Action on holiday pay claims
01st December 2017
After extensive litigation in recent years, businesses have started to understand holiday pay obligations but a recent case has important implications for employers who engage people on a self-employed or contractors basis, who may now be liable for thousands in backdated holiday pay claims.
It is well established that an employee or a worker is entitled to four weeks holiday (under EU law) each year. It was also well established, since legislation in 2014, that if holiday pay was not properly paid then the employee or worker could only go back two years to claim historical unpaid sums.
The European Court of Justice this week considered the two-year cap on claims in the case of King v The Sash Window Workshop Ltd. The case involved an individual who was treated by the business as being self-employed and consequently was not given the benefit of holiday pay. The ECJ concluded that the incorrect label had been used, that King was in fact a worker and was entitled to holiday pay. The ECJ focused on the fact that King had never been allowed to take paid leave and concluded that the cap of two years was not lawful and should not apply.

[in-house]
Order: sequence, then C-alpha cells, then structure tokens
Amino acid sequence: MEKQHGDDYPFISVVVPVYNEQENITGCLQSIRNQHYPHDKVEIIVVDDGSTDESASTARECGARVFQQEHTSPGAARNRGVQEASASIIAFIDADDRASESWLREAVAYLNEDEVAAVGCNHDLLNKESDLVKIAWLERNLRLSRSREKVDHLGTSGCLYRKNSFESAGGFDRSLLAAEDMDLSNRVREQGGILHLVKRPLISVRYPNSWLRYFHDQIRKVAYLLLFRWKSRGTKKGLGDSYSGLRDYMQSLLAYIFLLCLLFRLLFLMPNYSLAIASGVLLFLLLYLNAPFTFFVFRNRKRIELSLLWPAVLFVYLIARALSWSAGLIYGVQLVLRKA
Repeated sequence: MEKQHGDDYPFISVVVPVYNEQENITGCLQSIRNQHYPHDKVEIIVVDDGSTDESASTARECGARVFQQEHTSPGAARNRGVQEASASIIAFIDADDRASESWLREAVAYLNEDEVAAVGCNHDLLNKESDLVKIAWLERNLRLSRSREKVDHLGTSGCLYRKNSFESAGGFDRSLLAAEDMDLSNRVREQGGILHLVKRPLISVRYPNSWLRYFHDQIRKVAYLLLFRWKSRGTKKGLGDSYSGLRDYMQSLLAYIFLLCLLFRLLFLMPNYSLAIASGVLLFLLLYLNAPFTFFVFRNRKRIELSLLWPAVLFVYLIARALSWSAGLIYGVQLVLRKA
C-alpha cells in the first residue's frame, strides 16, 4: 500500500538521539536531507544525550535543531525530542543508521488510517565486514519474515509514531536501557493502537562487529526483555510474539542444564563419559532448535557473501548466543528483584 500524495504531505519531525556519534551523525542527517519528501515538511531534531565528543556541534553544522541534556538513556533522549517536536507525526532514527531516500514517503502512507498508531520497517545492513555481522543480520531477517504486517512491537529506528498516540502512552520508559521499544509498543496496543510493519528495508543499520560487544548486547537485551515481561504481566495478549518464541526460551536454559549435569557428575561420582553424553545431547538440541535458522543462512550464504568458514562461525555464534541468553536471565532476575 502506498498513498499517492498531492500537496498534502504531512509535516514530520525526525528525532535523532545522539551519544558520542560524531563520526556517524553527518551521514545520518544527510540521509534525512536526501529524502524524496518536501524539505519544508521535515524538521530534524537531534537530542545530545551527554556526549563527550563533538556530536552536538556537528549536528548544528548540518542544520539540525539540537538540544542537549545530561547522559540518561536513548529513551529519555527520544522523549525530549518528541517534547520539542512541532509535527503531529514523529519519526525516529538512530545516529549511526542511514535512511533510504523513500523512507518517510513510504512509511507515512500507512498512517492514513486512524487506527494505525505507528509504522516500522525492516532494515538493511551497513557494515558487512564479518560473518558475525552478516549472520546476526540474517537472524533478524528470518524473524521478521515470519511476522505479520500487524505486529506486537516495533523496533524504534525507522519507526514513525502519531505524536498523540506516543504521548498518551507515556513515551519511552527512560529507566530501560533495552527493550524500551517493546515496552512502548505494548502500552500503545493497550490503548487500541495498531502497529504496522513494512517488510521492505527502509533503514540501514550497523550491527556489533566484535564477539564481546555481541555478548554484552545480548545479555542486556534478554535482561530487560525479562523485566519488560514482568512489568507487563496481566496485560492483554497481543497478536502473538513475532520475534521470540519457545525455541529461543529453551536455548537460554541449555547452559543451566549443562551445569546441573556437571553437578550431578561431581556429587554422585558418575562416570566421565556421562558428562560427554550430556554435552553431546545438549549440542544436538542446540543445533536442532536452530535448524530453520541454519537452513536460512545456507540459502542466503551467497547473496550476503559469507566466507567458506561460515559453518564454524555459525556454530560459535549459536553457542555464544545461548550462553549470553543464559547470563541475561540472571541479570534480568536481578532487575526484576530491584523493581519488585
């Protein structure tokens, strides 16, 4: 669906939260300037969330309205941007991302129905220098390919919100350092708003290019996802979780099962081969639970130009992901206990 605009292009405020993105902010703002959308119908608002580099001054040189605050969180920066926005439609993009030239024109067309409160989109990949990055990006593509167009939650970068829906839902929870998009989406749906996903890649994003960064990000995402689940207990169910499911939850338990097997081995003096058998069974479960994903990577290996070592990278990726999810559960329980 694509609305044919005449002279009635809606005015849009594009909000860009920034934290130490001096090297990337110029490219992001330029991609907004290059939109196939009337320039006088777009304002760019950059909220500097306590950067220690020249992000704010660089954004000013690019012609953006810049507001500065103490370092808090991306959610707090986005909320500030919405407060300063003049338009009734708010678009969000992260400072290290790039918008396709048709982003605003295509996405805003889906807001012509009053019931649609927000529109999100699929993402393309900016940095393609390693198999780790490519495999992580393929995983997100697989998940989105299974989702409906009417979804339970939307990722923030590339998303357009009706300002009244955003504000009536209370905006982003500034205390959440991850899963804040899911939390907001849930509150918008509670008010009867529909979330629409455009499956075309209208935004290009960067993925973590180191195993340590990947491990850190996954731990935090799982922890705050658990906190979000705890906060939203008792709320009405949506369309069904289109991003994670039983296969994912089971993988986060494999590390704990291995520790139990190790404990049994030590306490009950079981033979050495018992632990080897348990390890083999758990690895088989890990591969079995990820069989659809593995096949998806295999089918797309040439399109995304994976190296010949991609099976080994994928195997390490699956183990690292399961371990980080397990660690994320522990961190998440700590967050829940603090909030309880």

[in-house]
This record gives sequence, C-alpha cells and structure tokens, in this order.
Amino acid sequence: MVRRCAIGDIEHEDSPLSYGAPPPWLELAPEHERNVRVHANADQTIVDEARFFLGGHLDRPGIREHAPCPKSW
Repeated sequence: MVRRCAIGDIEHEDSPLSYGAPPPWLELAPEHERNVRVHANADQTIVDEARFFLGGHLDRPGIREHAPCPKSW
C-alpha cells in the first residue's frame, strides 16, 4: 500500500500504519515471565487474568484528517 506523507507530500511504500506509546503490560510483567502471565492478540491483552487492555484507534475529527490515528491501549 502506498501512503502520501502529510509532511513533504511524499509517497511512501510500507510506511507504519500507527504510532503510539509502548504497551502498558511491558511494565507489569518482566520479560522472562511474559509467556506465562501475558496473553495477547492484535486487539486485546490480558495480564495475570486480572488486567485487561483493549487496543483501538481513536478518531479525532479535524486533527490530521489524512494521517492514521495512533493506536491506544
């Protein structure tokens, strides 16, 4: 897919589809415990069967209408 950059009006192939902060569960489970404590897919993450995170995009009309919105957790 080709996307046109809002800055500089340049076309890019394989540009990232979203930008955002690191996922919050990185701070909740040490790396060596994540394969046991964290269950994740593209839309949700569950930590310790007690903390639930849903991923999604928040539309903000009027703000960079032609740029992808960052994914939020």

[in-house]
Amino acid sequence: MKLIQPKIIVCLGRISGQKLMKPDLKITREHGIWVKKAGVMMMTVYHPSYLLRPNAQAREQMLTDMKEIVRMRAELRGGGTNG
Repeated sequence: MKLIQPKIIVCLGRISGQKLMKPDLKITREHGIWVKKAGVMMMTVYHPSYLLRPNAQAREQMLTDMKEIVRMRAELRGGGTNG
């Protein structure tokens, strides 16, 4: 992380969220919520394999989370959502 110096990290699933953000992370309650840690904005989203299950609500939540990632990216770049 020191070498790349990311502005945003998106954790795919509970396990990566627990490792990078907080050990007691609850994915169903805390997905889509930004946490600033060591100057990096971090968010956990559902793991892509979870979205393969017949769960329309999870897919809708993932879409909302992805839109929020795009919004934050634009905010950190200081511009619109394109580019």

Why it’s important
This case is especially important to any business which is using an individual for service and is treating them as being self-employed and not paying holiday. There has been a lot of litigation involving Uber and other providers within the ‘gig’ economy. The workers within those ‘gig’ businesses are likely to be able to claim back pay for holiday for many years. But the same principle would apply should any business engage ‘self-employed’ consultants. If those consultants work predominantly for one business then they are highly likely to be workers and would have large claims for back pay.
The case also calls into question the two-year cap for all holiday pay claims. Many businesses still do not pay holiday calculated correctly, overtime and commission or other allowances are often excluded from the holiday pay calculation. It is arguable that any claim for underpaid holiday pay is no longer limited to two years and that employees can claim for all historical pay.
If you require any further information, please contact Joe Thornhill.
Please note that this briefing is designed to be informative, not advisory and represents our understanding of English law and practice as at the date indicated. We would always recommend that you should seek specific guidance on any particular legal issue.
This page may contain links that direct you to third party websites. We have no control over and are not responsible for the content, use by you or availability of those third party websites, for any products or services you buy through those sites or for the treatment of any personal information you provide to the third party.